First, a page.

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Calcium isotopes in high-temperature terrestrial processes

Abstract : This chapter explores the growing body of stable and radiogenic Ca isotope measurements in high temperature terrestrial materials and covers the emerging applications for Ca isotope variability in igneous and metamorphic rocks and minerals. Calcium isotope fractionation at high temperature has been found to lead to larger effects than initially theorized, sometimes even exceeding those found in low temperature near-surface environments, yet many of the underlying fractionation mechanisms still remain poorly understood. Igneous whole-rocks span a delta Ca-44 range of similar to 2 parts per thousand (-0.9 to +0.9 parts per thousand, relative to bulk-silicate Earth) and their constituent minerals have a range of similar to 2.5% (-1.2 to +1.3 parts per thousand). Metamorphic whole rocks span a larger delta Ca-44 range of similar to 6 parts per thousand (-2.5 to +3.3 parts per thousand), while metamorphic mineral separates span similar to 8 parts per thousand (-2.2 to +5.8 parts per thousand). Observed Ca isotope variations can stem from a variety of sources including: (i) isolation of isotopically-distinct mineral components, such as during melting or crystallization, (ii) mixing of isotopically-distinct reservoirs into magmatic sources, such as during mantle metasomatism or assimilation of distinct crustal components, and (iii) isotopic rate differences (kinetic effects) during melting, crystallization, transport, and metamorphism, which are often governed by Ca diffusion. The emerging picture is that Ca isotopes are sensitive to a large number of high-temperature processes and can be used to understand the evolution of crust and mantle reservoirs, along with mechanisms leading to the formation of igneous, metamorphic, and hydrothermal rocks and minerals, through geologic time.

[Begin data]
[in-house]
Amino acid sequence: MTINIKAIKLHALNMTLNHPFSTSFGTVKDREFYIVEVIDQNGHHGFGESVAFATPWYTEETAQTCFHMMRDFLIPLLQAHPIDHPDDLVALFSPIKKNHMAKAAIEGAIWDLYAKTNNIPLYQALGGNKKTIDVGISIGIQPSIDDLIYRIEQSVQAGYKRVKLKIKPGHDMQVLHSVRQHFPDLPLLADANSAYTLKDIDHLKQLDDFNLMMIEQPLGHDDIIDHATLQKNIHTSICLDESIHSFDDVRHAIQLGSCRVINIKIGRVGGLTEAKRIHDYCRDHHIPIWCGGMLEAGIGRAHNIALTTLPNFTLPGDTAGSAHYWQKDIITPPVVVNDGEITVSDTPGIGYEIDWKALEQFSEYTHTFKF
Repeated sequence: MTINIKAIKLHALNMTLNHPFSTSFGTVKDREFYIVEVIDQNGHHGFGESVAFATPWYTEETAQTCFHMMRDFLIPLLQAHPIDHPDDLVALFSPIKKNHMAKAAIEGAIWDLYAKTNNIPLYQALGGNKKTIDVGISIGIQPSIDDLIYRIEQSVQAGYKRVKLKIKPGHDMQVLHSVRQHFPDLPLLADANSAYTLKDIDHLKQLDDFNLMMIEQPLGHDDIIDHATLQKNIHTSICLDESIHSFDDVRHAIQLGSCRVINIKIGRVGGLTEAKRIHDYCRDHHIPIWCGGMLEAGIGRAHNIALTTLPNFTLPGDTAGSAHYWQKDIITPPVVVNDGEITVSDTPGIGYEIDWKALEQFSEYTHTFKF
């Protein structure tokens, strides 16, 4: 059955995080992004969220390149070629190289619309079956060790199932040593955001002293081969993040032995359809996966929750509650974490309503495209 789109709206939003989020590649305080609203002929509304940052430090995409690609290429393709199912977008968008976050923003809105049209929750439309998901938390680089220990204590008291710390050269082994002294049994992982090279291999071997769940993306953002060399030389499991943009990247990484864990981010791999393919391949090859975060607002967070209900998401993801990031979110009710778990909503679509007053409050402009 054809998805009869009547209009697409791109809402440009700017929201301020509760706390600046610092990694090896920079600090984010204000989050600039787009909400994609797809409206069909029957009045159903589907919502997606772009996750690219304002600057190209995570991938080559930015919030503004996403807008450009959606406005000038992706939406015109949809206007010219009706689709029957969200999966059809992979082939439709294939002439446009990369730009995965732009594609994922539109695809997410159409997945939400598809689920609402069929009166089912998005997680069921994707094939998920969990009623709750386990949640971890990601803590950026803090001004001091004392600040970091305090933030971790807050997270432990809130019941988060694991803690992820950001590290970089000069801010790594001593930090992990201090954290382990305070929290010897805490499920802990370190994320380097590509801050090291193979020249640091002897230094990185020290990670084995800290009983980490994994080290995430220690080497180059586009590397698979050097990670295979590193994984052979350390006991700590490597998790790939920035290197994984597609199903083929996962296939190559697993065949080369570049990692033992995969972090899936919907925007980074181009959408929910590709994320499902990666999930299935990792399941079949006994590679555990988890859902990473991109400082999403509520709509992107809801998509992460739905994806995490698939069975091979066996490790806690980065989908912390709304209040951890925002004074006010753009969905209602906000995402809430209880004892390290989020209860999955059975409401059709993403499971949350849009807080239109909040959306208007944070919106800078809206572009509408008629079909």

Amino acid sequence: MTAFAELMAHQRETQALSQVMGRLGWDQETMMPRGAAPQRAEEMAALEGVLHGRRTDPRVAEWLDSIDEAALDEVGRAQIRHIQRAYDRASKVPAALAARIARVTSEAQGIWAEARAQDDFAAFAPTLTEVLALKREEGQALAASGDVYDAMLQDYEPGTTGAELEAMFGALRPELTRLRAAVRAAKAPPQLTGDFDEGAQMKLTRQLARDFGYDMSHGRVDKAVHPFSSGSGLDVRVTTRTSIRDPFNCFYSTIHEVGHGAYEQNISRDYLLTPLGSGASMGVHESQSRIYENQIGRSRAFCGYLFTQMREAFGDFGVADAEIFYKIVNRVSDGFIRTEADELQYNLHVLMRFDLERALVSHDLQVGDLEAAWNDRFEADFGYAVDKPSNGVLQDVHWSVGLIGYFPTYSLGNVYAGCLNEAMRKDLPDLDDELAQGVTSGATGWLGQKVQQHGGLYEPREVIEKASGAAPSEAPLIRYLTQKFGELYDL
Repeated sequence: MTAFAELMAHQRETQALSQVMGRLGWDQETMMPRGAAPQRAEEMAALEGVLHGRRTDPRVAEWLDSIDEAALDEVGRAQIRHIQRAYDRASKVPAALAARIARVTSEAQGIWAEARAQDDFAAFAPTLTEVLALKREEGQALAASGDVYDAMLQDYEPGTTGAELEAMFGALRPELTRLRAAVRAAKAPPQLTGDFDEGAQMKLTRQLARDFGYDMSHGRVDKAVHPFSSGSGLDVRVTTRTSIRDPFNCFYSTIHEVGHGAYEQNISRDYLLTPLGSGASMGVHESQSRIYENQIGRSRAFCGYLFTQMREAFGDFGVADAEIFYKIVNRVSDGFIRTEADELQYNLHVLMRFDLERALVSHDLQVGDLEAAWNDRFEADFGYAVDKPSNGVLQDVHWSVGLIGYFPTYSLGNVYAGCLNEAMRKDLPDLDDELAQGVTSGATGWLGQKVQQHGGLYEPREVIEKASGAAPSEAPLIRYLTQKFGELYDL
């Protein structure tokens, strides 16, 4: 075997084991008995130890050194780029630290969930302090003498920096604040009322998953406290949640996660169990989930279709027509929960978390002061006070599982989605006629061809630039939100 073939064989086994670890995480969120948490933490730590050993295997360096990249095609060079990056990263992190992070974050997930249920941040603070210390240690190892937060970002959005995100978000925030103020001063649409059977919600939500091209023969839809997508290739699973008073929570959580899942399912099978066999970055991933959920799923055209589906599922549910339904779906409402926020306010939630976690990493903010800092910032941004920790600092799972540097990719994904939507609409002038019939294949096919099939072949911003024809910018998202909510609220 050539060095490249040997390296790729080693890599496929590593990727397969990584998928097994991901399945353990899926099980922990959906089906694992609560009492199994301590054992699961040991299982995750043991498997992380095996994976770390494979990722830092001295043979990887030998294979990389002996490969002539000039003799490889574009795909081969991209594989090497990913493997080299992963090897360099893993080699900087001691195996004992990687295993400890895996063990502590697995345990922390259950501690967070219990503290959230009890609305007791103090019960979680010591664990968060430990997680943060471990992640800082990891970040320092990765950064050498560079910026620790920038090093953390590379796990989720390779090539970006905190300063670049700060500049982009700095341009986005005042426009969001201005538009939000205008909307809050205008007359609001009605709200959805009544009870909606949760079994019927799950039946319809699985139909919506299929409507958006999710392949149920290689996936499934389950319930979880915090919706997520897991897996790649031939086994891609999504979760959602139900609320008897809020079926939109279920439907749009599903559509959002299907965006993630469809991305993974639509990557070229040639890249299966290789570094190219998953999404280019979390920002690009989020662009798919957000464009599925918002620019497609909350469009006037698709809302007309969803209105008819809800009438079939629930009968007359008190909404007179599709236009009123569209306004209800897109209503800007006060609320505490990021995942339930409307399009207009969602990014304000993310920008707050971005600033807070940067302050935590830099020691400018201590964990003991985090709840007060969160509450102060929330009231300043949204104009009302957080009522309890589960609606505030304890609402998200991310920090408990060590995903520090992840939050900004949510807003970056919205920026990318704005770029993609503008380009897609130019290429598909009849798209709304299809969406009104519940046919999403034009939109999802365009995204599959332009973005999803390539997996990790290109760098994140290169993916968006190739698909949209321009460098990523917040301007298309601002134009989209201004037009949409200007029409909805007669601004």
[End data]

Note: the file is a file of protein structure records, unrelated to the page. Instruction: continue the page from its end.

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Submitted on : Friday, June 3, 2022 - 4:21:38 PM
Last modification on : Saturday, June 25, 2022 - 3:43:48 AM


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Michael Antonelli, Justin Simon. Calcium isotopes in high-temperature terrestrial processes. Chemical Geology, Elsevier, 2020, 548, pp.119651. ⟨10.1016/j.chemgeo.2020.119651⟩. ⟨insu-02911854⟩



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